I used to feel privately guilty for not setting goals for my marriage (as one person says I should do) or my year (says another), or make a 5-year plan (as so many motivational speakers insist is necessary). "If you fail to plan, you plan to fail," I'm told with emphasis. "If you don't know where you're going, you'll never get anywhere." I'm supposed to have planned out my career path, my dreams, my big ideas. Because I didn't, I've apparently gotten nowhere and am just a total loser.
So I was delighted, absolutely delighted, to read a particular passage from Live Long and . . . , William Shatner's new book. The man so famously known as Captain James T. Kirk of the Starship Enterprise is now 87 years old and going like a house afire. He's busy, he's on the ball, he's as bright a bulb as ever, he's got a gazillion followers on Twitter, and people like him make me know that each generation is redefined by the people who represent it most brilliantly.
Shatner begins the book by speaking gratefully of his long life and the mysteriously wonderful things he has been able to do, things he never expected, never looked for, never planned for. Here's the passage that made me nod in complete and thankful agreement:
"Years ago people confidently planned for their future, picking a profession and studying for it and working hard at it only to discover years later that this profession no longer existed. Technology had replaced it. The path that people had pursued so diligently and in many cases had become expert, had come to a dead end. . . . If I do have any wisdom at all it is limited to the area of my own experiences. . . .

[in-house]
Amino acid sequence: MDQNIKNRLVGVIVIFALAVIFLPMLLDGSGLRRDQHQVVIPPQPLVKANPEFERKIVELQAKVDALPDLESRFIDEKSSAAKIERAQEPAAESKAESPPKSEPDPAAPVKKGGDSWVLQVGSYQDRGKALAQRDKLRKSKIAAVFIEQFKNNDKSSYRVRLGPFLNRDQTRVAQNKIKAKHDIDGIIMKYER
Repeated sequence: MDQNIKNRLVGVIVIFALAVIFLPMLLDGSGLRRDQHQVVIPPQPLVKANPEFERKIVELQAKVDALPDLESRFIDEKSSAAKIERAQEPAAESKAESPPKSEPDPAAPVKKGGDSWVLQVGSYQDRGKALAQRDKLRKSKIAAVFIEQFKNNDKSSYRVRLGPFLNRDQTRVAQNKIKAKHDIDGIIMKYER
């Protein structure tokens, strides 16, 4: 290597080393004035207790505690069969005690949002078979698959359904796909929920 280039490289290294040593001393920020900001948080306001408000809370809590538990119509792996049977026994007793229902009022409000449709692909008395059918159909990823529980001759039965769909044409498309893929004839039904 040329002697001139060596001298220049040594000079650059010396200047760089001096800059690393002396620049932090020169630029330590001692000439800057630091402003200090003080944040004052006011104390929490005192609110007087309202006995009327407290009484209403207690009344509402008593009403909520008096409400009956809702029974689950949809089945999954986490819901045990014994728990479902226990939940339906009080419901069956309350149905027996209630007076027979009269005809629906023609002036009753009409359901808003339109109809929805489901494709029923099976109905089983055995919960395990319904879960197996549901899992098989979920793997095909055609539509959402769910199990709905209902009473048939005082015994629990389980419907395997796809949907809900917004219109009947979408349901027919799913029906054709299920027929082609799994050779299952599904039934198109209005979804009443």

"My career and my plans have always been dependent on the next phone call. And I never knew when--or even if--the phone was going to ring. We are under the illusion that we choose our own path, but we don't. The road isn't even paved. The road is being tarred as we go along. Those big rollers are just ahead of you and you walk along the road that you think you have chosen, but in effect you have little control over your life. Circumstances visit and you go along. You follow the winding road, you make some choices, but for the most part we are dependent on factors not under our control. Things happen. I never thought I would be an actor. I never thought I would make albums or write books. I never thought I would make speeches on subjects I had to research. All the various things that I have done--the acting, the traveling, the music, the books, the horses and motorcycles--all were not things I dreamt of doing. The opportunities presented themselves and I embraced them."
Honestly--I couldn't have said it better myself. Too many successful lights in our world became luminaries because they followed what came along, what appealed to them. Don't beat yourself up if you aren't a big goal-maker. You just might boldly go . . . you know. Where no one's ever.